Most new designers I meet nowadays started their career working on the computer, and what they know about the printing world has come from slow osmosis as they have sent work to the press. They know how RGB colors work since they use them on the computer every day, but when it comes to understanding the CMYK colors that the press uses, they don’t even know what questions to ask. The brave few who attempt to delve into the workings of the press usually end up with lost in a sea of terms like coverage, trapping, and dampening system.
So let’s start with the basics. Thinking in terms of ink and paper is critical to understanding the printing process, and so also to properly preparing things for the press. Ink behaves differently than the sharp glowing pixels on your LCD monitor, and the type of paper it’s going onto and the press that’s putting the two together each have their own quirks.
That being said, the first thing I usually consider is dot gain. When dots of ink get printed onto paper, they spread out as they soak in, causing the dots to gain size, what the industry calls dot gain. The darker the color, the more ink is used, so the bigger the dots get as they soak in. Dot gain is usually measured in percentages; for example, with a 20% dot gain what started out as a ten percent gray would now be twelve percent, and a seventy-five percent gray would jump up to a whopping ninety percent. Dot gain is one of the reasons why printed jobs often seem darker on paper than they look on the computer screen.
Just how much dot gain you get on a particular job depends in part on the quality of the press. Web presses, ones that print on one continuous sheet of paper that comes off a roll, tend to get more dot gain because they usually run faster and use more fluid, less expensive inks. Sheet-fed presses, on the other hand, pull one sheet of paper at a time through the press, holding it more precisely and causing less smearing. Paper affects dot gain as well, with shiny coated stocks (like the stuff used in magazines) usually minimizing dot gain, in contrast to the dull uncoated paper (similar to copy paper) that lets the ink soak in much more broadly. Dot gain will never really go away, so your job is to make choices that prevent it as much as possible, then compensate for what’s left.
The type of paper you choose is usually the deciding factor in the next consideration, the total ink limit. Paper can only soak up so much ink before it starts to distort as it turns back into the mush it was created from, so the amount of ink you use must be limited to prevent this. The total ink amount, or coverage, is measured by adding up the percentage of each ink being put down in a particular spot. For example, printing 80% of all four CMYK colors (cyan, magenta, yellow, and black) would give you a total ink coverage of 320%.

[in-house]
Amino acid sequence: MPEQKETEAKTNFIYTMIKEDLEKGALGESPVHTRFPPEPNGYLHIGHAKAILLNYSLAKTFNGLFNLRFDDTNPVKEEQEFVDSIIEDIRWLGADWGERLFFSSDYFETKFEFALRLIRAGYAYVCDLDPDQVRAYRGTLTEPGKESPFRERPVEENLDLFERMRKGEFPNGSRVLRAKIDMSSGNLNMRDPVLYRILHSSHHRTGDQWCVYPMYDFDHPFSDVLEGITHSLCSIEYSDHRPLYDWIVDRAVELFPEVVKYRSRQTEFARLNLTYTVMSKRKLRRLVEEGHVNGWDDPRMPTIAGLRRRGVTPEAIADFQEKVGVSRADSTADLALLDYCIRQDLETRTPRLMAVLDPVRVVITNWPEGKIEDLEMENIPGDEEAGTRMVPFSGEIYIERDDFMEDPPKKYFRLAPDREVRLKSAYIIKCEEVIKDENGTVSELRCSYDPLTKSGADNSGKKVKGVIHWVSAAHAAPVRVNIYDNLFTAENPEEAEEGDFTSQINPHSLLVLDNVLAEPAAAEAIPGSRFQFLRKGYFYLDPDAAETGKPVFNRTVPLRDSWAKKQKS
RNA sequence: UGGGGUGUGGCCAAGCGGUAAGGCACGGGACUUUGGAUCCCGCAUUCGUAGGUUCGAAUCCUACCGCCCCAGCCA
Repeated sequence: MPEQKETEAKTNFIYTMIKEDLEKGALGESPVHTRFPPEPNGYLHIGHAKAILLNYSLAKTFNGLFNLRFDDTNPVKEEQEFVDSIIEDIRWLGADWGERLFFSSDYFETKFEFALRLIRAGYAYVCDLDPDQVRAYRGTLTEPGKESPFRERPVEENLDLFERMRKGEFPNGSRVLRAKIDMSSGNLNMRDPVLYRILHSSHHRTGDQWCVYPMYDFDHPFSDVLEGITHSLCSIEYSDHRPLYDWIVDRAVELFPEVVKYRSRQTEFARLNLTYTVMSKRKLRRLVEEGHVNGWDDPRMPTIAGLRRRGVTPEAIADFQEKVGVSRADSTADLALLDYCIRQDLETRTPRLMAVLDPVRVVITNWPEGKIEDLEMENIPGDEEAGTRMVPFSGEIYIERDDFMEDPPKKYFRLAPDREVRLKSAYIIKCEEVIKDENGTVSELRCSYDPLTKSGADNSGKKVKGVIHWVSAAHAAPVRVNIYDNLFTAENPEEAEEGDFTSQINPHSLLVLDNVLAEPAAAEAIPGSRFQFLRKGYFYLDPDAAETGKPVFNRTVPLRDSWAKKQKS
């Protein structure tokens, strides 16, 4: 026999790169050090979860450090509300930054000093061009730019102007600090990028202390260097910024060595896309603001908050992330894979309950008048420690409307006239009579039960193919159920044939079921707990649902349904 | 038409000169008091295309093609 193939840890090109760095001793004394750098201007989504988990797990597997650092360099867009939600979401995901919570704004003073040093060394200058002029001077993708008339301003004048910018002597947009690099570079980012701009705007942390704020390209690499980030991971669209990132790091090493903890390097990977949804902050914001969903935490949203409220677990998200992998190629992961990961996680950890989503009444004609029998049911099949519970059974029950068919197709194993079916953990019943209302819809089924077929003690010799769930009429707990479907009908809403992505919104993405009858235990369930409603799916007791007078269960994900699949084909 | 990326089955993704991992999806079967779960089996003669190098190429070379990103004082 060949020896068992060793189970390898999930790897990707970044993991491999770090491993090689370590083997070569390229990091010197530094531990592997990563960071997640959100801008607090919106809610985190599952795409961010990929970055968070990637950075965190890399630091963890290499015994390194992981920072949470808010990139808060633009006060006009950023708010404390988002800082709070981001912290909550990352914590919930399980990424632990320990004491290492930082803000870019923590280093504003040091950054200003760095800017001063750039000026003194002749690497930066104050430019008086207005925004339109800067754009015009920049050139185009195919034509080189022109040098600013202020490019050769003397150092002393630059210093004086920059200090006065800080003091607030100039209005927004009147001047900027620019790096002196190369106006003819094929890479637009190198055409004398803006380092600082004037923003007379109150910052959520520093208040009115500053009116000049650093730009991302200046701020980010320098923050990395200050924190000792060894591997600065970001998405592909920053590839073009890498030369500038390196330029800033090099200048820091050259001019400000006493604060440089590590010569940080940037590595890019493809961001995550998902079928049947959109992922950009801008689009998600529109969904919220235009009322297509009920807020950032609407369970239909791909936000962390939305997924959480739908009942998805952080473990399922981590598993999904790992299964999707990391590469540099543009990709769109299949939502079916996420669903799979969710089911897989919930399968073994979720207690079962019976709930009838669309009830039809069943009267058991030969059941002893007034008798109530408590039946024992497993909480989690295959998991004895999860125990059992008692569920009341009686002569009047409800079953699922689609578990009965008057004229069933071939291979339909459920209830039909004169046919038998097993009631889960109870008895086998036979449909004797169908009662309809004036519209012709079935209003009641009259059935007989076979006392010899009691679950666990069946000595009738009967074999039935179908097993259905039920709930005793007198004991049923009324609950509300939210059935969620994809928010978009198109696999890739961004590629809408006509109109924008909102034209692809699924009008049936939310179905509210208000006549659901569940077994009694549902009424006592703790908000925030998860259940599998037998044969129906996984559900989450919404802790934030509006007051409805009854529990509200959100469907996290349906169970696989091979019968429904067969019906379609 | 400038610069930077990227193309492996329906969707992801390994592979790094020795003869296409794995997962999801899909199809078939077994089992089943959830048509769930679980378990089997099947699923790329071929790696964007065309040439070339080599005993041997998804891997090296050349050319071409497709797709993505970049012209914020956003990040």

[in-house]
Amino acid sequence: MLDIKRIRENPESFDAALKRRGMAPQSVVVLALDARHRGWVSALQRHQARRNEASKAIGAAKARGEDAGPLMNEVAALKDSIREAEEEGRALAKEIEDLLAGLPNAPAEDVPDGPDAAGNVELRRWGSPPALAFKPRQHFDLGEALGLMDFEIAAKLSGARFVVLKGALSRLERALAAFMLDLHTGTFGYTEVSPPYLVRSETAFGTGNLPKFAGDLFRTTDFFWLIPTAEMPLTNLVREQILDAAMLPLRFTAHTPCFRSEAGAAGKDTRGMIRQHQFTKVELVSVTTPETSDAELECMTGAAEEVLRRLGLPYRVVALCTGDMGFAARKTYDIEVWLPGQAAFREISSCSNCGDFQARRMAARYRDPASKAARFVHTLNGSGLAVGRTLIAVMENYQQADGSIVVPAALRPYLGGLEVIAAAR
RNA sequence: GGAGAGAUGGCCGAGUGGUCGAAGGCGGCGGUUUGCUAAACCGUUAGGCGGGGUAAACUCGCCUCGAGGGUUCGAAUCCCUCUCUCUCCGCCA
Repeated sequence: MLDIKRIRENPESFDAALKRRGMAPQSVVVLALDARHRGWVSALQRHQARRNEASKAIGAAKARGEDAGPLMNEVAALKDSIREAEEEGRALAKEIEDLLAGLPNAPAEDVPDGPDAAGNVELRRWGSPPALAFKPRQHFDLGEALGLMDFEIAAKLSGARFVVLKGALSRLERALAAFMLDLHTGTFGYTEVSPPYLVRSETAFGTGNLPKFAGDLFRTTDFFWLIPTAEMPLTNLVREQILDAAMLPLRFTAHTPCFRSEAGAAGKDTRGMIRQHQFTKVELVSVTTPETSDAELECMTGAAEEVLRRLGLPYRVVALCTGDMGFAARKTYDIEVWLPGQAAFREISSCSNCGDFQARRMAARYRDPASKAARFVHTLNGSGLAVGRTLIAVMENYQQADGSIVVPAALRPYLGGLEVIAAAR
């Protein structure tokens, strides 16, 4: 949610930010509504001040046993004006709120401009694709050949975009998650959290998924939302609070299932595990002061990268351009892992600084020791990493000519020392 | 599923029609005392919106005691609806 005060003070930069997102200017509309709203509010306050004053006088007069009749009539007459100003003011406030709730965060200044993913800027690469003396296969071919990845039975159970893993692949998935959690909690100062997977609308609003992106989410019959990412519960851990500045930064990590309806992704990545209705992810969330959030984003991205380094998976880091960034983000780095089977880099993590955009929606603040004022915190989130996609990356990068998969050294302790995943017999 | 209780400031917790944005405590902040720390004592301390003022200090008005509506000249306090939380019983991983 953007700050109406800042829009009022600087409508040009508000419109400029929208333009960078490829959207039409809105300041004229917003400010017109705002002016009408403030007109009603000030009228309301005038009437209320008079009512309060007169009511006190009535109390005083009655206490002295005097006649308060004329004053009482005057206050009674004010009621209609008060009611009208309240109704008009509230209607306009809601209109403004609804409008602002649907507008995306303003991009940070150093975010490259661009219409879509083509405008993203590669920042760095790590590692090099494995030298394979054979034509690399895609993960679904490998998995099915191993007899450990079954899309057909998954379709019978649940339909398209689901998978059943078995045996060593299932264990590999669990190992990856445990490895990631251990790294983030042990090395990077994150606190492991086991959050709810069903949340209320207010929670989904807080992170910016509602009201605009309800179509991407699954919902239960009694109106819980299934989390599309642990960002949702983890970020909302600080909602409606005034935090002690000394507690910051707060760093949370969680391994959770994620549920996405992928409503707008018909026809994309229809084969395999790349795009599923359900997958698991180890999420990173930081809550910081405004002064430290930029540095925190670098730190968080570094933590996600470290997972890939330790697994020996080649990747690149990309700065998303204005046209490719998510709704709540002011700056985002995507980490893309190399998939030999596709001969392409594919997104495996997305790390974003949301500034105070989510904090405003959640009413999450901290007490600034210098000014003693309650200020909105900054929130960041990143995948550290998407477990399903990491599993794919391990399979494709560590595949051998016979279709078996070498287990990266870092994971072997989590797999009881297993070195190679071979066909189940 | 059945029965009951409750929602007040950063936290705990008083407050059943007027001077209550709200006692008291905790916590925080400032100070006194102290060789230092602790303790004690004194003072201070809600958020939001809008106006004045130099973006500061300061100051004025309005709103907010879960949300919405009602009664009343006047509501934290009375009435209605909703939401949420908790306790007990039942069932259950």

If you tried to print something with a total ink coverage of 400%, it would be too much for just about any paper to handle, whereas a stingy 60% of each ink, totaling 240%, is safe in just about any case, so you will usually end up somewhere in between. Choosing a heavier weight paper, such as 80 lb., will allow you to use more ink than 60 lb. paper, since it has more substance for the ink to soak into before the paper starts to distort. Coated paper is designed to let less ink soak into the paper itself, so a higher amount of total ink is possible before the paper starts to be affected.
Ink standards will affect the look of your job as well. Ink manufacturers use differing processes and materials to create their inks, and how the ink behaves on the press depends on who you got it from. Organizations such as SWOP have defined standards for things like exactly what color “cyan” ink should be, giving you the confidence of knowing that if you’re using SWOP standard inks, 100% cyan will always look pretty much the same. Using a consistent ink standard is especially for color-sensitive things like logos and letterheads.
Using a program like Photoshop, you can create or choose a CMYK color profile with this information in it, and the program will give you a better preview of what your job will really look like on the press. Photoshop comes with quite a few generic CMYK color profiles that are set up with typical dot gains, total ink limits, and ink standards to get you started. For instance, the default CMYK profile in Photoshop CS2 is “U.S. Web Coated (SWOP) v2″, designed for U.S. printing processes on a web press, using coated paper with SWOP standard ink colors. If you choose that profile, Photoshop will estimate a dot gain of 20% and a total ink limit of 300%.
However, there are varying degrees of quality for both presses and paper, and as such the generic profiles will never quite be accurate. For instance, I once sent out a job where the dot gain was 17% and the total ink limit was 275% on 80 lb. paper, then turned around and watched my dad print an almost identical job with a 4% dot gain and a total ink of 300% because of the superior quality of his press and printing materials. That said, your best option is to tell the printer what paper you will be using for the job, then ask him what his ink standard, dot gain, total ink limit (or maximum ink coverage, which is the same thing) will be and create a custom CMYK profile using these settings. If he doesn’t know this time around, play it safe on your total ink (~280%) and ask him to check those settings as he runs the job this time so you will know for next time.
While there are many more complexities to consider when printing a job, these are some of the biggest variables for a standard four-color job, and will give you a significantly better preview of how your job will change when you go from RGB to CMYK.